The holiday season has arrived and, along with it, holiday parties.
In a city swarming with people trying to outdo each other, hosts looking to make a big impression will want to serve the perfect drink, whether it’s a cocktail, a glass of wine or a beer.
Hand-mixed drinks can lend personality to a party, but there’s no need to get stuck with bartending duty all night. Matt LeBarron of Granville Moore’s Belgian gastropub (1238 H St. NE) recommends picking up a copy of “The Punch Bowl” by Dan Searing, a co-founder of the D.C. Craft Bartenders Guild.
The 75 recipes in the book, which debuted this year, are organized by their key component, such as whiskey, gin, wine or tea, and many are modernized versions of recipes that predate the 20th century. Pick out a few punches, prepare them before the party and serve them in festive bowls placed around the room. Check out the book’s hot mulled apple cider and brandy punch, a recipe from the 18th century, as seasonal options.
LeBarron also offers his own easy-as-apple-pie recipe for a warm cider concoction: Simply heat cider with Irish whiskey in a slow cooker and serve with a sprinkle of cinnamon.
Over at Union Pub (201 Massachusetts Ave. NE), the bartenders recommend a butterscotch-laced spiked eggnog for palates seeking traditional holiday flavors.
The more adventurous might serve genever, a Belgian spirit that was the precursor to gin. LeBarron recommends Diep 9, which can only be purchased stateside in Washington, D.C., Vermont and Massachusetts. LeBarron (who admittedly works with a Belgian bias over at Granville Moore’s) says using this hard-to-come-by liquor will impress your guests with your intoxicating know-how.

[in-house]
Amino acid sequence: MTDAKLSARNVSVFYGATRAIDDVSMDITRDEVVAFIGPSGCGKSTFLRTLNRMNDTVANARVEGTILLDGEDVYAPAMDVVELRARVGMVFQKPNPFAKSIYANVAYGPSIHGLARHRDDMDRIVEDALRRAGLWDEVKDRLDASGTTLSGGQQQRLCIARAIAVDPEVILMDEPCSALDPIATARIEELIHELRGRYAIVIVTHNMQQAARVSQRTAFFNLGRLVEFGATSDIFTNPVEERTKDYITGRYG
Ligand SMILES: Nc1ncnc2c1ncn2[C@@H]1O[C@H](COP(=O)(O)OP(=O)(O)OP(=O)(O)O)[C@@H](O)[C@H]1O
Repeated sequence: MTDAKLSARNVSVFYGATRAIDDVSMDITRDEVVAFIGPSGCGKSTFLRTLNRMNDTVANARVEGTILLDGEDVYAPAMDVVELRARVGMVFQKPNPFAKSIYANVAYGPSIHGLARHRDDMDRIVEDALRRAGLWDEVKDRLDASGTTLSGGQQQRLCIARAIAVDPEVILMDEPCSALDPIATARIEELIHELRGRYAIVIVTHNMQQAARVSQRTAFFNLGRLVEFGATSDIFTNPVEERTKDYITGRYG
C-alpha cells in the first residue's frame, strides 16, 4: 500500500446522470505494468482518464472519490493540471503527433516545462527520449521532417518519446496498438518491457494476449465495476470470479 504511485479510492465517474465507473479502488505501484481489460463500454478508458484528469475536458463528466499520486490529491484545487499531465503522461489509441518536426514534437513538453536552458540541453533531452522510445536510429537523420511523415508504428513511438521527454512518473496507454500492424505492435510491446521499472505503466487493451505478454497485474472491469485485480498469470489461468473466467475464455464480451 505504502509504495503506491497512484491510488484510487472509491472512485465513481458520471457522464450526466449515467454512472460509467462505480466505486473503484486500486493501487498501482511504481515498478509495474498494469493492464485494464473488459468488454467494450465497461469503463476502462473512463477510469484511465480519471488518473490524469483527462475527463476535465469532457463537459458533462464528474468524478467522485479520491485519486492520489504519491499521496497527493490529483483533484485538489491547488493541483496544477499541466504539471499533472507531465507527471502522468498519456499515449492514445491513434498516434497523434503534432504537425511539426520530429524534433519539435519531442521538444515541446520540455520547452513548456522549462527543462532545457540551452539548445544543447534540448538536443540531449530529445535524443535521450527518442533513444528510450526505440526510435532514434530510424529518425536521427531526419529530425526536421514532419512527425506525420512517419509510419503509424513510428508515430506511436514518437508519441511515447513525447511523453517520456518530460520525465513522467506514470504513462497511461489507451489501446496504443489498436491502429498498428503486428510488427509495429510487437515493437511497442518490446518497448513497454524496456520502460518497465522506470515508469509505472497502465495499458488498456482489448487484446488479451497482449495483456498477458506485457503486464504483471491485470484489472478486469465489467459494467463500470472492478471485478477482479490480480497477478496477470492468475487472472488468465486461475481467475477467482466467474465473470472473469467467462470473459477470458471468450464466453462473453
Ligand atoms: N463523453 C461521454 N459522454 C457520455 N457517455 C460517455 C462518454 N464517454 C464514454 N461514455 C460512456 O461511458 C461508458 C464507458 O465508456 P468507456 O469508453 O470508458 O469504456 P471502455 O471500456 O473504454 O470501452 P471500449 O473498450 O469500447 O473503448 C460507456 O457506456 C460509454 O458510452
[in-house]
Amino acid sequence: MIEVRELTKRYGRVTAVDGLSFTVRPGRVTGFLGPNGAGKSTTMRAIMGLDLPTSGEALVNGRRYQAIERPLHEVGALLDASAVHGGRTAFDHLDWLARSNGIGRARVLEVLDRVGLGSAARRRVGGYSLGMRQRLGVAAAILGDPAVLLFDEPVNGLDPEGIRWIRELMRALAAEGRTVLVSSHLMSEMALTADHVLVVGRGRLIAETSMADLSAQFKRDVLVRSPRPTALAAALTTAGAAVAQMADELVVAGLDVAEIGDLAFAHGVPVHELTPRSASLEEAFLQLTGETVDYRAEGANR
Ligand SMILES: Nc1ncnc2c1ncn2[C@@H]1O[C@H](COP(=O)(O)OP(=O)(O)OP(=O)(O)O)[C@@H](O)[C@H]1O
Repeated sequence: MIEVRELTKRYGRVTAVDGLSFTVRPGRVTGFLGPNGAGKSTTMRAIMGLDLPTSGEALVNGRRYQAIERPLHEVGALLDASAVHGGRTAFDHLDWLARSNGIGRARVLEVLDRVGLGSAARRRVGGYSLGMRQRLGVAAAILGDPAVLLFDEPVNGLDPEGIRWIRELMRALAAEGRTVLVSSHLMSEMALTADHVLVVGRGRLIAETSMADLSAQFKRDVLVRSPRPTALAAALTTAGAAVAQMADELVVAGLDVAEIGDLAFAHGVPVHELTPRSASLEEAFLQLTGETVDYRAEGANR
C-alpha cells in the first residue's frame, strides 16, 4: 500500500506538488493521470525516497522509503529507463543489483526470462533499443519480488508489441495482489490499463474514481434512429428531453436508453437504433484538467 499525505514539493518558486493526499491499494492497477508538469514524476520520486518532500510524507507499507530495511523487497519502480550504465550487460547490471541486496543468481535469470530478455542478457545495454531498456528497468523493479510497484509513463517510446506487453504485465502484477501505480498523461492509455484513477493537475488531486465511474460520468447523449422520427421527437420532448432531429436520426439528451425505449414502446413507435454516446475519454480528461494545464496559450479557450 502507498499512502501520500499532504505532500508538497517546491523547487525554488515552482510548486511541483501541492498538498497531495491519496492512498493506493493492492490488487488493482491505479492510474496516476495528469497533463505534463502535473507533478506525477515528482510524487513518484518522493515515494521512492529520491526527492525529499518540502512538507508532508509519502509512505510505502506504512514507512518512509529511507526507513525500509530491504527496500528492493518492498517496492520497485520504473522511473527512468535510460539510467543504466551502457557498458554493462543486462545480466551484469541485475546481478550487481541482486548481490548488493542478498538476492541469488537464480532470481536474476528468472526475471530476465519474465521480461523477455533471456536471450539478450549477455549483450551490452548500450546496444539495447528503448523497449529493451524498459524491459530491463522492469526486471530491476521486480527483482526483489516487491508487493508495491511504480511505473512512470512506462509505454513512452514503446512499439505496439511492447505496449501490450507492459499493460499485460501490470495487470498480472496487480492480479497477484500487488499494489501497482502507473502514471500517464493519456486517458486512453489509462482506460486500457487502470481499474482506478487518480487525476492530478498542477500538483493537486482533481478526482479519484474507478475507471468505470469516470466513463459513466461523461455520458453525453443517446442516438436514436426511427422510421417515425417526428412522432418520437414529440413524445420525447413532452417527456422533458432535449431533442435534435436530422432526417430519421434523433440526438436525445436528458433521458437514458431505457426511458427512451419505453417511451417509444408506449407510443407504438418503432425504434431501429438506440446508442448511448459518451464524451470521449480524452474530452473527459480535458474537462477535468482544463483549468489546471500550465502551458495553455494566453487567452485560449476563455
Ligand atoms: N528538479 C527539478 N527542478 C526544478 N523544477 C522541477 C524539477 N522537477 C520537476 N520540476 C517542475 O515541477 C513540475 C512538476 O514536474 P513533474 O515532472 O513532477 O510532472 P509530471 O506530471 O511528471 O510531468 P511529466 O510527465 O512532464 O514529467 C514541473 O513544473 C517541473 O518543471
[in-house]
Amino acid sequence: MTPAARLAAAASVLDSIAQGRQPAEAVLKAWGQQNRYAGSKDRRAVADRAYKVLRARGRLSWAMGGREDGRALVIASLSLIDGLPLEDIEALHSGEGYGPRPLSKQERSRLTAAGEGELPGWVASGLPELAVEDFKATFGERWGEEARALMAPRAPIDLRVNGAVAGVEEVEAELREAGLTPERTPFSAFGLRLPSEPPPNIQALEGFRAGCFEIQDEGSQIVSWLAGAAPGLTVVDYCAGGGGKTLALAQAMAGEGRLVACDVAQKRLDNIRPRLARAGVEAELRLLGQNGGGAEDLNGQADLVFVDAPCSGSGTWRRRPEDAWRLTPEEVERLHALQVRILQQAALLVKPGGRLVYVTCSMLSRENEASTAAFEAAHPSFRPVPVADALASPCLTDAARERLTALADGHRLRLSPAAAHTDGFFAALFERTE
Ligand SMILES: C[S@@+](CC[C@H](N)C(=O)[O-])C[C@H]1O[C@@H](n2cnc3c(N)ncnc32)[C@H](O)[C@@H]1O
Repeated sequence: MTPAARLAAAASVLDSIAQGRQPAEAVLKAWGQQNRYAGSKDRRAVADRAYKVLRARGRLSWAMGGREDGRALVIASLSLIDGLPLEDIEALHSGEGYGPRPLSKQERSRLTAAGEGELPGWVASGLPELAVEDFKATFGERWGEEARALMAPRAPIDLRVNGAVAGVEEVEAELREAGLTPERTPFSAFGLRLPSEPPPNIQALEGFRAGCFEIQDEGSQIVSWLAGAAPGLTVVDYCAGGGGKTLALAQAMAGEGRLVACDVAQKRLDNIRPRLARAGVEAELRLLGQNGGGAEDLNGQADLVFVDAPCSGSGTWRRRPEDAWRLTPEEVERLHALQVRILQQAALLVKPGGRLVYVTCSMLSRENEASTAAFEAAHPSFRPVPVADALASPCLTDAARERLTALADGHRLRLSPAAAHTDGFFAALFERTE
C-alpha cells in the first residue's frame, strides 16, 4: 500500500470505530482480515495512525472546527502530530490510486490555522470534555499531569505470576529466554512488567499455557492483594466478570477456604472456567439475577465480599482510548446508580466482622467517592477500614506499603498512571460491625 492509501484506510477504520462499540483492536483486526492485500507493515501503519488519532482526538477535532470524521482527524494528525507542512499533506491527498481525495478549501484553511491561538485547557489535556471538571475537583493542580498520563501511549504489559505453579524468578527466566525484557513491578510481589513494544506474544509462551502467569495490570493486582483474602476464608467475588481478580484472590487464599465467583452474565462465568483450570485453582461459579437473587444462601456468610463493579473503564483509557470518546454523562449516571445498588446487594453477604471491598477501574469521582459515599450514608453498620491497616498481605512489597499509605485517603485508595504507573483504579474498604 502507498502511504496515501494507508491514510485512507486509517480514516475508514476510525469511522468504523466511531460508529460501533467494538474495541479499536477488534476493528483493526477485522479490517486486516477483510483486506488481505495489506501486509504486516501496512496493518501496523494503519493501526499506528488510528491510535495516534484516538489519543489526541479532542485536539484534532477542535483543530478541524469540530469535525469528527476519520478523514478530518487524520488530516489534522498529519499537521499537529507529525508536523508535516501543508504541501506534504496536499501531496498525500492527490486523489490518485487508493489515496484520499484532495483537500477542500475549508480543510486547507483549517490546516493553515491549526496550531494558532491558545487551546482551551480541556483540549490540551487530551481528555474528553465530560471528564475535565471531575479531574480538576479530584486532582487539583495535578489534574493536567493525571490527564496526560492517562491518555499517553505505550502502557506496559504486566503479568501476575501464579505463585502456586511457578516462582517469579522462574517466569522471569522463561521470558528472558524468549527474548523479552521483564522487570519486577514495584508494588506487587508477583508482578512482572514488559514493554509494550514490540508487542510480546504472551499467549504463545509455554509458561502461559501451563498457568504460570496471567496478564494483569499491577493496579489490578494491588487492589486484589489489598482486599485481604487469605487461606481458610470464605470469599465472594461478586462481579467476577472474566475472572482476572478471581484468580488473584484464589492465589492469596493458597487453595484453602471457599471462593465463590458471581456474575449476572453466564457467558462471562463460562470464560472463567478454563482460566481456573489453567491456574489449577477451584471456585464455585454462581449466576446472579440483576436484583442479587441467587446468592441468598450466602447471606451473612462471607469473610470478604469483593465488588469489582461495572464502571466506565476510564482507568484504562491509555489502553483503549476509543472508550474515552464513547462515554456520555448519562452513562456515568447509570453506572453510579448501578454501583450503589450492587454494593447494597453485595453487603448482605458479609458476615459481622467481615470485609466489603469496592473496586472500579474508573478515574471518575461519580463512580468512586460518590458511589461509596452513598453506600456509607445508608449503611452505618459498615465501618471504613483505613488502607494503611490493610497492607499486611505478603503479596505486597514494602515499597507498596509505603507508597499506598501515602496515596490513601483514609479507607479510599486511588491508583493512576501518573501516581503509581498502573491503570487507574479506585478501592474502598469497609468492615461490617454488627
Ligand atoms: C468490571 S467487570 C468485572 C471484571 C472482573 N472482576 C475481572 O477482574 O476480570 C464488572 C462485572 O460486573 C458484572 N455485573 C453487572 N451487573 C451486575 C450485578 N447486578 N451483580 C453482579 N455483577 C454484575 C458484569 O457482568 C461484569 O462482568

The liquor comes in eight flavors: old grain, new grain, peach and apricot, apple, passion fruit, red currant, vanilla and chocolate. The chocolate Diep 9 works well as a dessert shot, while the red currant can be mixed with club soda or tonic water and topped with a lime for a red holiday drink that doesn’t taste a thing like cranberry.
A few other liquors to keep in mind are Laird’s Applejack and Hiram Walker Pumpkin Spice Liqueur, according to Schneider’s of Capitol Hill (300 Massachusetts Ave. NE) and JJ Mutts Wine and Spirits (643 Pennsylvania Ave. SE).
Applejack is a blend of spirits and apple brandy that can be enjoyed as a shot or sipped on the rocks. Use the pumpkin spice liqueur to make a delicious pumpkin martini. (Whether you use gin or vodka is up to you.)
If hard liquor and spiked drinks aren’t your thing, then Felix Milner of Schneider’s would steer you toward Victory Brewing’s Golden Monkey beer. The Belgian-style ale is brewed with citrus, apples and Belgian yeast and pairs well with a meal. For a sweeter brew, try the Dogfish Raison D’Etre Belgian-style brown ale. The craft beer is brewed with malt, brown sugar and raisins.
For wine lovers looking to splurge, Milner recommends a bottle of 1982 Chateau Sociando-Mallet from Burgundy, France. Priced at $130, the Bordeaux is described as medium- to full-bodied with earthy, fruit flavors. The wine is expensive because of where and when it was made, but it goes well with any full turkey dinner, Milner says.
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